xx

Happy Sleuthing! 


Sam

Fortune Croakies – I give you Frog and Cat!

Apple Trees and Frog Pee

It isn’t every day that you find yourself staring at a frog’s squishy butt bulging from the underside of a sink drain. I would have felt better if I’d believed it would never happen again. However, because I appeared to be frog-cursed, there was a strong possibility I’d eventually end up lying on my back under the sink, eyeing the posterior region of Mr. Slimy again.

Sighing, I gave the squishy bulk a tentative poke with my finger, earning a forlorn, “Ribbit!” for my efforts. Something trickled downward, hitting my cheek and dripping down to the paper towel I had draped under my head to keep “under the sink” cooties off my hair.

I realized, too late, what had just dripped on me.

“Argh!” I shoved out from under the sink and bent over while grabbing frantically for more paper towel to wipe frog pee off my cheek. “I can’t believe it!”

The figure lounging against my refrigerator grinned. “You shouldn’t poke a stressed frog, Naida.”

I glared at the source of almost all my problems.

Okay, I know I previously said that about Mr. Wicked, my adorable kitten who was probably better at being an artifact keeper than I was. But I’d reassessed the players and decided Rustin Quilleran, former witch and current frog squatter, was definitely more trouble than my sweet little kitten.

I mean, Wicked was curled up on his pillow, purring happily.

Rustin was driving a fat frog bus that got itself jammed in my drain and peed on my face.

I’ll let you do the math.

“Not funny. You need to keep a better lock on the contents of your bladder.”

His grin widened. “I think you have a mistaken view of my ability to control your wedged friend,” he told me. “I’m just a passenger on that particular bus.”

Which, normally I’d be happy about. I mean, when Rustin had gotten stuck in the frog because of a spell his horrible family had performed, I’d felt terrible. We’d tried everything to get him out of there. But, in the end, the evil Jacob Quilleran had interfered, making certain poor Rustin didn’t escape the fate Jacob had locked him into.

I still hadn’t found out why Rustin’s Uncle Jacob had felt the need to lock him in a frog.

Rustin wasn’t being very forthcoming with the information.

I hurried past him, into my bathroom, where I put soap onto the wet paper towel and scrubbed my cheek until I was in danger of removing a layer of skin cells along with the frog pee.

“What are you doing here, then? Standing there laughing isn’t helping at all.”

Rustin shrugged. “I was bored. Your life is generally good for a few laughs. I’m happy to report that this morning has been no exception.”

I barely resisted zapping him with my almost worthless keeper magics. I pretty much had only enough oomph in my zapper to curl someone’s hair or make them pee themselves.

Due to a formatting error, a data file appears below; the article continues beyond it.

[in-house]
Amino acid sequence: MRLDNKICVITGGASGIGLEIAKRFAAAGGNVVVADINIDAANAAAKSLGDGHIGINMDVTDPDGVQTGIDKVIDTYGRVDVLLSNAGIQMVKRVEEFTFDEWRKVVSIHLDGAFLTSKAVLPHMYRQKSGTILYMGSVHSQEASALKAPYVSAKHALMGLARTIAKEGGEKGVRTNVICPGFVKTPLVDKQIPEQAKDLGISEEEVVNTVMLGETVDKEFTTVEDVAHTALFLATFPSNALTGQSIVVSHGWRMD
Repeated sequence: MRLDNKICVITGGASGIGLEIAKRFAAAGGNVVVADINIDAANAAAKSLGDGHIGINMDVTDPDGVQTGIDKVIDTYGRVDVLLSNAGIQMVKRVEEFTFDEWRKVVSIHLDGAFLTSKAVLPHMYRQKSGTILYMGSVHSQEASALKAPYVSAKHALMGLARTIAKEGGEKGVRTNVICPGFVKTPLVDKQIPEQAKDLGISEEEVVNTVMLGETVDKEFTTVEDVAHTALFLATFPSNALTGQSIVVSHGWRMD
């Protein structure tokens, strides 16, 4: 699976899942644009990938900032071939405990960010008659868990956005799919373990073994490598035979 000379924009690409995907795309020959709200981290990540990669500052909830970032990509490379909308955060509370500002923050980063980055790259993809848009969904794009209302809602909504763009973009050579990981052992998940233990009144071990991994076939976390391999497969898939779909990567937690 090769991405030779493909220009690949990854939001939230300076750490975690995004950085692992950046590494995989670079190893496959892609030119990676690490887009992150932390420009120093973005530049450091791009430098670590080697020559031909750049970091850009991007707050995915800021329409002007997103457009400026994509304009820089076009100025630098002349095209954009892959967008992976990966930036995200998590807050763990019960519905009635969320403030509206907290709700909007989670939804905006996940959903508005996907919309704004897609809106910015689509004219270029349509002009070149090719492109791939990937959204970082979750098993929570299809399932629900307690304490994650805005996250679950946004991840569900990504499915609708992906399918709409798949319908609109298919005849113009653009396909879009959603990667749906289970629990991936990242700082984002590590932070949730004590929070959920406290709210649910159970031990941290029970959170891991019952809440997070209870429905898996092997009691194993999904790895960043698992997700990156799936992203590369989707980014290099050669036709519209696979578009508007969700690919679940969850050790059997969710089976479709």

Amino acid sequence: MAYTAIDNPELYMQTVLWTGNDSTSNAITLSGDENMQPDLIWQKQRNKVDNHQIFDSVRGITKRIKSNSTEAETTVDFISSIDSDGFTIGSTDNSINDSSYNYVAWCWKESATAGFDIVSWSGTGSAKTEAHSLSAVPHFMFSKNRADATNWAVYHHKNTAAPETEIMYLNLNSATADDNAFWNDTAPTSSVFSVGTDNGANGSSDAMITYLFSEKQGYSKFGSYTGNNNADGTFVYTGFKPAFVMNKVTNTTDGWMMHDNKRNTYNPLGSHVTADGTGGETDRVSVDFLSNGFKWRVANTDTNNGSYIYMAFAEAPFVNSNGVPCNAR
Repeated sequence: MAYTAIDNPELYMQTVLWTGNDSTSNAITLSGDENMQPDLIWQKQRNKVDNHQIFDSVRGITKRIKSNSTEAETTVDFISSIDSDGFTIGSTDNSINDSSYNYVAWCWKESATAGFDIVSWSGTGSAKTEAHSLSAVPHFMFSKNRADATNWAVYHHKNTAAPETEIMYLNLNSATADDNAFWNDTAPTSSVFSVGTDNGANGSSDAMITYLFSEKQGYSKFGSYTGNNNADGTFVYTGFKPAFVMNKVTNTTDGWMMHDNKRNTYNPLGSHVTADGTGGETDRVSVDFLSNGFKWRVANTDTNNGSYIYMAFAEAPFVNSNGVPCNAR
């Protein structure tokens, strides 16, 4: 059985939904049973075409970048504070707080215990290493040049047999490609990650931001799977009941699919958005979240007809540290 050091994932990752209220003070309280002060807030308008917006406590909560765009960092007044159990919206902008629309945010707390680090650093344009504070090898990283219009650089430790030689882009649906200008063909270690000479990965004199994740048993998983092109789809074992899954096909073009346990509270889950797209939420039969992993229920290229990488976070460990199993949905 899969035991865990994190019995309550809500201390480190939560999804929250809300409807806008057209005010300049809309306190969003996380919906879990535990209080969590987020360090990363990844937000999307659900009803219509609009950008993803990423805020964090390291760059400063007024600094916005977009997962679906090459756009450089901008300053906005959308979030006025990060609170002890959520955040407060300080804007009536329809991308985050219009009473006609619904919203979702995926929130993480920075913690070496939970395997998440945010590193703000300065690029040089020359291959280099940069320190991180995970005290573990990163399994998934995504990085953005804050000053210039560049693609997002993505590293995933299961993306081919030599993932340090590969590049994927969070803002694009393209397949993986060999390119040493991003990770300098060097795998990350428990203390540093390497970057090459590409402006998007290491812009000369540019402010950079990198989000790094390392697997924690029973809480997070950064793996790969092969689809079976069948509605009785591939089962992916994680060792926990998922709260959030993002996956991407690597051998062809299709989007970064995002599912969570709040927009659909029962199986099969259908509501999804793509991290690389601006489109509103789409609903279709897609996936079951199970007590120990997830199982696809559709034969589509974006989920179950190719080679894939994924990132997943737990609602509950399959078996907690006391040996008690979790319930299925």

Trust me when I tell you I’d had enough of making stuff pee for the day.

Flinging the soiled paper towel into the trash, I glared at him. “I’m so glad I could entertain.”

“Me too.” His grin never wavered.

A part of me was happy to see it. I’d been so worried that Rustin would lose his humanity because of his enforced incarceration in the frog. But his cousin Maude and his very powerful Aunt Madeline had been working on reversing the spell. They hadn’t managed yet to free him. But they’d created a metaphysical barrier between Mr. Slimy’s ─ a.k.a. the frog’s ─ consciousness and Rustin’s so he could maintain his power, brain capacity, and humanity…basically his soul.

That was as good a result as we could have hoped for under the circumstances.

Even though that meant, as Mr. Slimy’s current foster parent, I was also the unlucky owner of the ethereally handsome and eternally snarky witch who was stuck inside the frog.

You thought I was kidding about the challenges of my life, didn’t you?

The bell jangled downstairs in my bookstore, and I glanced at my stuck amphibian.

“Ribbit.” Slimy’s sticky tongue snapped out and snagged a massive fly that had tried to make a break for the window above the sink.

Sucker.

I looked at Rustin. “Keep an eye on the squishy, green bus. I have to go see who’s downstairs.”

He nodded, casting what appeared to be an affectionate glance toward Mr. Slimy.

I shook my head. How anybody could be fond of a frog was beyond me.

Although, I realized as I bounced down the steps to the first floor, that I’d begun to form an attachment which transcended disgust. In fact, I almost dreaded the day Madeline managed to find a way to extract her nephew. I was going to miss him.

Unlocking the door that separated the bookstore from the artifact library behind me, I blinked in surprise.

Had I just had a Freudian moment? Was I going to miss the witch? Or the frog?

I shrugged, shoving the question aside for another time. It would probably be an easy choice.

I mean, one of them just peed on me.